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The effects of behavioral and structural assumptions in artificial stock market

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  • Liu, Xinghua
  • Gregor, Shirley
  • Yang, Jianmei

Abstract

Recent literature has developed the conjecture that important statistical features of stock price series, such as the fat tails phenomenon, may depend mainly on the market microstructure. This conjecture motivated us to investigate the roles of both the market microstructure and agent behavior with respect to high-frequency returns and daily returns. We developed two simple models to investigate this issue. The first one is a stochastic model with a clearing house microstructure and a population of zero-intelligence agents. The second one has more behavioral assumptions based on Minority Game and also has a clearing house microstructure. With the first model we found that a characteristic of the clearing house microstructure, namely the clearing frequency, can explain fat tail, excess volatility and autocorrelation phenomena of high-frequency returns. However, this feature does not cause the same phenomena in daily returns. So the Stylized Facts of daily returns depend mainly on the agents’ behavior. With the second model we investigated the effects of behavioral assumptions on daily returns. Our study implicates that the aspects which are responsible for generating the stylized facts of high-frequency returns and daily returns are different.

Suggested Citation

  • Liu, Xinghua & Gregor, Shirley & Yang, Jianmei, 2008. "The effects of behavioral and structural assumptions in artificial stock market," Physica A: Statistical Mechanics and its Applications, Elsevier, vol. 387(11), pages 2535-2546.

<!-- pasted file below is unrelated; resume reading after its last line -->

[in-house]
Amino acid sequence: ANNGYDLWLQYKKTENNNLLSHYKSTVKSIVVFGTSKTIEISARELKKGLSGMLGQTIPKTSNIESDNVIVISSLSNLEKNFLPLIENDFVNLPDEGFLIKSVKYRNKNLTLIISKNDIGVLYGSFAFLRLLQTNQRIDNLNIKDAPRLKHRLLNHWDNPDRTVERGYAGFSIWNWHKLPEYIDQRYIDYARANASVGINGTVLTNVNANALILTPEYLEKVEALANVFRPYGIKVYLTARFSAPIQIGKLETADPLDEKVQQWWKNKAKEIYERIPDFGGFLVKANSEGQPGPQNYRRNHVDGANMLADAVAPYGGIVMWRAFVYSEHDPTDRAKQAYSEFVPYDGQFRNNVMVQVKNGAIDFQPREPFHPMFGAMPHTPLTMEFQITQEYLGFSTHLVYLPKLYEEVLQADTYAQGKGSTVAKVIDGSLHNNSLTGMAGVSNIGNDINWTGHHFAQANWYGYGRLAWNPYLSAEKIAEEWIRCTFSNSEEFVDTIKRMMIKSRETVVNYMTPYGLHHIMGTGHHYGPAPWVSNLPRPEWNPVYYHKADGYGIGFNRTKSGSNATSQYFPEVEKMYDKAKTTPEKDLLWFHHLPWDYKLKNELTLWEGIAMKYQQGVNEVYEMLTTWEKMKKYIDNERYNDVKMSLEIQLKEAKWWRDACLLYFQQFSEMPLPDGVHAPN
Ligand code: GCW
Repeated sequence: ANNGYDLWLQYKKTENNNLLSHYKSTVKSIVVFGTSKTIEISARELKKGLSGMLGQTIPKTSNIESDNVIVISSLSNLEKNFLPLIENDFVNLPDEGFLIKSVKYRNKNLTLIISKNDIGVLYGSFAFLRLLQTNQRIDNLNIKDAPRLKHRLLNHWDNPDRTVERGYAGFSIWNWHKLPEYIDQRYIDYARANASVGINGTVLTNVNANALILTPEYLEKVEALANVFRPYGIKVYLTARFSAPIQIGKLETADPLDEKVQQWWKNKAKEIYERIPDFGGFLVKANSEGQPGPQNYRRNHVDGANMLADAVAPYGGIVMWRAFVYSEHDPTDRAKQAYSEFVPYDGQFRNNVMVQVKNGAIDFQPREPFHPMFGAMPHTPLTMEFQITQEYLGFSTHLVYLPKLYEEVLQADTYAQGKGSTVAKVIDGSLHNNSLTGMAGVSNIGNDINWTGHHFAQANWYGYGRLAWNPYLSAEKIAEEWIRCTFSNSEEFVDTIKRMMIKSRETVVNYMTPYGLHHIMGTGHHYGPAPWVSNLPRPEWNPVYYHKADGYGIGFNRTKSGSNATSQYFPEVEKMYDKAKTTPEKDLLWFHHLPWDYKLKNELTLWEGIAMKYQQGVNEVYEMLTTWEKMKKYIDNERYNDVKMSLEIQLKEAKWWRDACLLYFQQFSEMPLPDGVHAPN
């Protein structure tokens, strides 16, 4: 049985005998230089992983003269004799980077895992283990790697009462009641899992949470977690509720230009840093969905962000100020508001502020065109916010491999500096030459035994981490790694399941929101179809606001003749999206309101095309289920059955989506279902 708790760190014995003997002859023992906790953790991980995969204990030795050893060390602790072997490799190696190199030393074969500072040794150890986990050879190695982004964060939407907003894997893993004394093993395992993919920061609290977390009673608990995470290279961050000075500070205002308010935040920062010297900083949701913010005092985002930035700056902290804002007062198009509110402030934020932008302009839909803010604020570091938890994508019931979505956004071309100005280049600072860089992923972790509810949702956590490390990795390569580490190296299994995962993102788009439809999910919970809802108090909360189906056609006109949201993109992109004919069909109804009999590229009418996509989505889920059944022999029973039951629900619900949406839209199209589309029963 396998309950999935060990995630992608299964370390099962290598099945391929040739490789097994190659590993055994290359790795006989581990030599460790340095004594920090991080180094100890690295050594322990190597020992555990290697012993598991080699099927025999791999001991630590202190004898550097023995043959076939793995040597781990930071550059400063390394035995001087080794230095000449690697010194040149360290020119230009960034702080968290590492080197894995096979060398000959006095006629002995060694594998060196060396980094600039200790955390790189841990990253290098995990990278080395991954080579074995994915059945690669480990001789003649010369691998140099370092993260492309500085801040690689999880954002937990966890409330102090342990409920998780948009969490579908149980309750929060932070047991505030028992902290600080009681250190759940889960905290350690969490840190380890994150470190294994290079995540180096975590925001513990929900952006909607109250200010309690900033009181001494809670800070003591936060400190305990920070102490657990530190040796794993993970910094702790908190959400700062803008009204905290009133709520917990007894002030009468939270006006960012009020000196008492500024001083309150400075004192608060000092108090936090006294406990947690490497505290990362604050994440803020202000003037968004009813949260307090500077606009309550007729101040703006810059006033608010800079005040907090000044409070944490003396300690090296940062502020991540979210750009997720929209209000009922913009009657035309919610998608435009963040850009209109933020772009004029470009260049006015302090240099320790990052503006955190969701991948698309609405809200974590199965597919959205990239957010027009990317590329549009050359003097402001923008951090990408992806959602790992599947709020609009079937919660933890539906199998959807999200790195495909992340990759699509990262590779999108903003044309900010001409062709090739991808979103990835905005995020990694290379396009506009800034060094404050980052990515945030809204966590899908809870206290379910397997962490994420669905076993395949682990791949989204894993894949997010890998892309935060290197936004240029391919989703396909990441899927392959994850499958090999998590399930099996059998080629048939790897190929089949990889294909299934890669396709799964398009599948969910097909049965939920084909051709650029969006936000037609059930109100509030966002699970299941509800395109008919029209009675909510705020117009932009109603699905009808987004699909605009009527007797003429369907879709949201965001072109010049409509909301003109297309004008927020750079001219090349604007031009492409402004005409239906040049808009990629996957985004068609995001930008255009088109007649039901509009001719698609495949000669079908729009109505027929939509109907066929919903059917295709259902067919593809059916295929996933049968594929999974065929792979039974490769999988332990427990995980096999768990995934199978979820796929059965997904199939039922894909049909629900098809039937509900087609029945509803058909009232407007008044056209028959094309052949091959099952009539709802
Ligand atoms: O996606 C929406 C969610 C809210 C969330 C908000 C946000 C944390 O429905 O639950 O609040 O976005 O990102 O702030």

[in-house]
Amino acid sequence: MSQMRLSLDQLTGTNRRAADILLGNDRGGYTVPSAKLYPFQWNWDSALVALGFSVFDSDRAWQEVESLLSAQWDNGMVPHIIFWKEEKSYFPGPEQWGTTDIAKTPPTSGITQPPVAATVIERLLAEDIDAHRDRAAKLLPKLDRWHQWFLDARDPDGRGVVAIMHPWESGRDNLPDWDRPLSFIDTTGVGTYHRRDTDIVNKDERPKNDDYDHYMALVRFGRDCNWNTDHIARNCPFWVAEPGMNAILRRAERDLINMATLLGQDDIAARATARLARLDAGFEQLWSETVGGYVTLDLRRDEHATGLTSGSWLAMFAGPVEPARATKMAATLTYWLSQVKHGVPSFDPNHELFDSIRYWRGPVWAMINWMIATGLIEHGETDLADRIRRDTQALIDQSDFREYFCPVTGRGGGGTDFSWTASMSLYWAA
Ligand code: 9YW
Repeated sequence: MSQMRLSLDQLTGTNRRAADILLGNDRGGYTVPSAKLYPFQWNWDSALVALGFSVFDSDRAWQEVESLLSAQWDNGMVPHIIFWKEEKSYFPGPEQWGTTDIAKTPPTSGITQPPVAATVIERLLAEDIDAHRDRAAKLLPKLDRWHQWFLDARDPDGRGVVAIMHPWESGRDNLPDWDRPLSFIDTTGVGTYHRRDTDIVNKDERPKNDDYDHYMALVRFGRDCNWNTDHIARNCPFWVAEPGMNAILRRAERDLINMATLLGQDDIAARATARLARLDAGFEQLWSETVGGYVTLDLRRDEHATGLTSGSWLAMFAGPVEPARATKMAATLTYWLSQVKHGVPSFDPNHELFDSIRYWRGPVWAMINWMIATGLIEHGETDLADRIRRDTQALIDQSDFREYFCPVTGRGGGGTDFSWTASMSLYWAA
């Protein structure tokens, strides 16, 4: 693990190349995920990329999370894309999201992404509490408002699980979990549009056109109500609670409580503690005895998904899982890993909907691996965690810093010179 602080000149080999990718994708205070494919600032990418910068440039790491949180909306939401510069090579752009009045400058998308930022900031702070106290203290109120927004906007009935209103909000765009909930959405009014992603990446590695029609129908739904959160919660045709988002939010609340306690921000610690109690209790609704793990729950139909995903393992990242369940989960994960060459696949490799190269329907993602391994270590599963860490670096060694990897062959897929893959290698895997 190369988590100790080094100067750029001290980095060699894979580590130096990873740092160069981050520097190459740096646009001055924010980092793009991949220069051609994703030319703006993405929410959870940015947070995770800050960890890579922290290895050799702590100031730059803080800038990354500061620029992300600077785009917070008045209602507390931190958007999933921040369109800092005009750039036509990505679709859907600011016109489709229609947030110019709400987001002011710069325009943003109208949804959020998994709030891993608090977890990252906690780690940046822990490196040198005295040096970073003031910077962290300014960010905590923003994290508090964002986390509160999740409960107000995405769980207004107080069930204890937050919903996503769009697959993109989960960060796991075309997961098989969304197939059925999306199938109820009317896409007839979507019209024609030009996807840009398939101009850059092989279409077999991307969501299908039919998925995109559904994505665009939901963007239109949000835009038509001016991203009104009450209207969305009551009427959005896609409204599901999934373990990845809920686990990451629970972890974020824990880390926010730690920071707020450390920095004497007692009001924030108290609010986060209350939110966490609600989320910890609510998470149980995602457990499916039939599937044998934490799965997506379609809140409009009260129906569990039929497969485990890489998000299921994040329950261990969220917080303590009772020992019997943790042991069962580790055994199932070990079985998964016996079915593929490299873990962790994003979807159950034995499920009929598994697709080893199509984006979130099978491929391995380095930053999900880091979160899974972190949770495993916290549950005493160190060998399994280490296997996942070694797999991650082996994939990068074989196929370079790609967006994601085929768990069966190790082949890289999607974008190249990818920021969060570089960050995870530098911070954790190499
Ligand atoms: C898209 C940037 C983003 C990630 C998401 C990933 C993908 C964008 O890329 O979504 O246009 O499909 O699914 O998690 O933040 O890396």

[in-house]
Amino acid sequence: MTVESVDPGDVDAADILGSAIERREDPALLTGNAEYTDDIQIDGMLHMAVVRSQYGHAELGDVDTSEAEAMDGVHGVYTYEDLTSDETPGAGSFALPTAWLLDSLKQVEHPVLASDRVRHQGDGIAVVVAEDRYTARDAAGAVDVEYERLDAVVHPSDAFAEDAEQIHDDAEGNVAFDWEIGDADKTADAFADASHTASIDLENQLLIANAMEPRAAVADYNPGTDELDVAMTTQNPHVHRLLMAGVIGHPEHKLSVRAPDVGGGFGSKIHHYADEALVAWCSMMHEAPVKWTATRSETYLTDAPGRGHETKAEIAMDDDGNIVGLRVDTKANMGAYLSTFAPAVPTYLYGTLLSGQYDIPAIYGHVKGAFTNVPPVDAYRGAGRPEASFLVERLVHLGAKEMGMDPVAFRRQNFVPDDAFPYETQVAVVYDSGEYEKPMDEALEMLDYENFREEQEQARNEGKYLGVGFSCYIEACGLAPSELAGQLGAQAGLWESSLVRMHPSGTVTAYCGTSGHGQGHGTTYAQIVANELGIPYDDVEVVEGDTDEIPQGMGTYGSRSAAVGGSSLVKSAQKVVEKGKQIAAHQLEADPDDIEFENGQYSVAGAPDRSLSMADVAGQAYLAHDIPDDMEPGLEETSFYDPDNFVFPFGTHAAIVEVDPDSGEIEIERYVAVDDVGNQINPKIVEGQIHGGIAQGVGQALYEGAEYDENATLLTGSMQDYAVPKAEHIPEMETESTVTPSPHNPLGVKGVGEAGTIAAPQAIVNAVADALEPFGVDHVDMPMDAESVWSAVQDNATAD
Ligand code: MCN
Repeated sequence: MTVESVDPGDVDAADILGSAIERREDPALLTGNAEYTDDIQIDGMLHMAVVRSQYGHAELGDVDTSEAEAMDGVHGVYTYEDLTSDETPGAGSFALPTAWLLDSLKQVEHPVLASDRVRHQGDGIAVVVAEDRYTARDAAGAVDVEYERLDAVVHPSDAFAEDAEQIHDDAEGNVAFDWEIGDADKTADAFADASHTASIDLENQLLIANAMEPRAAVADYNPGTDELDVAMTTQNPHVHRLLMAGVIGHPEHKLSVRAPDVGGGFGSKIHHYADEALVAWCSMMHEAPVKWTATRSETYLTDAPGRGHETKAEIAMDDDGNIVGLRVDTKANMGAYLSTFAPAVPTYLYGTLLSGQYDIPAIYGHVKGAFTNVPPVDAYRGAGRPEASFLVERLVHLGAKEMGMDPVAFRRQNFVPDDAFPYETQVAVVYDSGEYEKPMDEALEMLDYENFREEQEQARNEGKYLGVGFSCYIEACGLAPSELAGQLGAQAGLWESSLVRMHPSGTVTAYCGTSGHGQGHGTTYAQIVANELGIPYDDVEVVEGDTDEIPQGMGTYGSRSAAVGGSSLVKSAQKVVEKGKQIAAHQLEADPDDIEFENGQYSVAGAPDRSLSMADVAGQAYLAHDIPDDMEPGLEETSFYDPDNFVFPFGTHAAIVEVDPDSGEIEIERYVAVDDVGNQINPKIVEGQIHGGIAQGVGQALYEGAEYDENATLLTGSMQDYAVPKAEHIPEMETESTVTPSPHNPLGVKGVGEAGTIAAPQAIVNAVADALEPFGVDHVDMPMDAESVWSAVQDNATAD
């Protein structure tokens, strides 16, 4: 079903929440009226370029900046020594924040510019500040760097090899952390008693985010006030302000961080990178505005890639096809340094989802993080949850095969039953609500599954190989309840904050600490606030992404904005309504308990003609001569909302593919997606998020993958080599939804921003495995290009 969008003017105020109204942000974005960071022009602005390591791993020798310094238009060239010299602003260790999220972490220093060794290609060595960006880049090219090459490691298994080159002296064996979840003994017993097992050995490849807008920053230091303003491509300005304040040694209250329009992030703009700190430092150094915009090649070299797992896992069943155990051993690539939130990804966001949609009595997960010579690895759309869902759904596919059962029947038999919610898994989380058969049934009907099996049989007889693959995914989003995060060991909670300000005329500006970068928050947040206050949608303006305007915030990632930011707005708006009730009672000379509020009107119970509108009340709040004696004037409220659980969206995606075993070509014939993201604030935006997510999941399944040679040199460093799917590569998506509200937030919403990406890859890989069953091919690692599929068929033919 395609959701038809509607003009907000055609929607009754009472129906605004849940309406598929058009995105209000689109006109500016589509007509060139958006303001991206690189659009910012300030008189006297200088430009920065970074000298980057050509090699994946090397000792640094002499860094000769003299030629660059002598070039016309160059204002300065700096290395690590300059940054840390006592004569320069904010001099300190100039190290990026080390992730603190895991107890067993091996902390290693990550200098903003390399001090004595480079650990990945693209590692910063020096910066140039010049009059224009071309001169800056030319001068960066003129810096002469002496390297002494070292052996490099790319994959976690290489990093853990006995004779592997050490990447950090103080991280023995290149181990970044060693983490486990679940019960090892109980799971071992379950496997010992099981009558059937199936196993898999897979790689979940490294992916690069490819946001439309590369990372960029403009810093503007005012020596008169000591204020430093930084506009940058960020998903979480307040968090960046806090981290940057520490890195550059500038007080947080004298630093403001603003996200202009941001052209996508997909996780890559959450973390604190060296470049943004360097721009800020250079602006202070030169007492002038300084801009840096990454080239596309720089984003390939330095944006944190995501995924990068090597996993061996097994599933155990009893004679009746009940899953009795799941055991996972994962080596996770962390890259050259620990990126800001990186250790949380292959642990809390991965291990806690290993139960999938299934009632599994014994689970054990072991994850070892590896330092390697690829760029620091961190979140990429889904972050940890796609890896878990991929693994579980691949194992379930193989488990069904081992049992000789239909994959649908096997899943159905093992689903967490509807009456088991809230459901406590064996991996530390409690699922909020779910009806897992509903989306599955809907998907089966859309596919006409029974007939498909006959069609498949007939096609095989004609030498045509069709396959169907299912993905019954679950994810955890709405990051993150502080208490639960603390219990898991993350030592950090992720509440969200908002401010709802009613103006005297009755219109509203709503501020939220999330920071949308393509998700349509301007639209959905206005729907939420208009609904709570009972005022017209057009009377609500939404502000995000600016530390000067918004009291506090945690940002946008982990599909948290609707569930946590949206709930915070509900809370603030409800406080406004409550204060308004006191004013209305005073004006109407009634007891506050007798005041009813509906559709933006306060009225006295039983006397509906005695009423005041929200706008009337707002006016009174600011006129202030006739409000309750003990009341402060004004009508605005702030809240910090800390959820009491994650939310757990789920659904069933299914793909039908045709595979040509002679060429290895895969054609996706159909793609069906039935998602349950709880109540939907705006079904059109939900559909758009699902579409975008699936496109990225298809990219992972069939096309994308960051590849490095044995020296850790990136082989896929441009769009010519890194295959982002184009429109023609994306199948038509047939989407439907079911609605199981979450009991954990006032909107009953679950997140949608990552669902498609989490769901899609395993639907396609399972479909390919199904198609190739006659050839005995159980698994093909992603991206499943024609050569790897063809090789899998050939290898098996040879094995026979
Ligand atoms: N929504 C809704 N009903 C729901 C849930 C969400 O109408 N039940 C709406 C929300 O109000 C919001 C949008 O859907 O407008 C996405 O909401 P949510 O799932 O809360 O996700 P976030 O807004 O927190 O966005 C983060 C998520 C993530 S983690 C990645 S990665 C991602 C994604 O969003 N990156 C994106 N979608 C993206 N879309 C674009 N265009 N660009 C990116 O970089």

• Handle: RePEc:eee:phsmap:v:387:y:2008:i:11:p:2535-2546
    DOI: 10.1016/j.physa.2008.01.025
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    References listed on IDEAS

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    Cited by:

    1. Luisanna Cocco & Michele Marchesi, 2016. "Modeling and Simulation of the Economics of Mining in the Bitcoin Market," Papers 1605.01354, arXiv.org.
    2. Olivier Brandouy & Angelo Corelli & Iryna Veryzhenko & Roger Waldeck, 2012. "A re-examination of the “zero is enough” hypothesis in the emergence of financial stylized facts," Journal of Economic Interaction and Coordination, Springer;Society for Economic Science with Heterogeneous Interacting Agents, vol. 7(2), pages 223-248, October.
    3. Kukacka, Jiri & Barunik, Jozef, 2013. "Behavioural breaks in the heterogeneous agent model: The impact of herding, overconfidence, and market sentiment," Physica A: Statistical Mechanics and its Applications, Elsevier, vol. 392(23), pages 5920-5938.
    4. repec:spr:jeicoo:v:12:y:2017:i:2:d:10.1007_s11403-015-0168-2 is not listed on IDEAS
    5. Luisanna Cocco & Giulio Concas & Michele Marchesi, 2014. "Using an Artificial Financial Market for studying a Cryptocurrency Market," Papers 1406.6496, arXiv.org.

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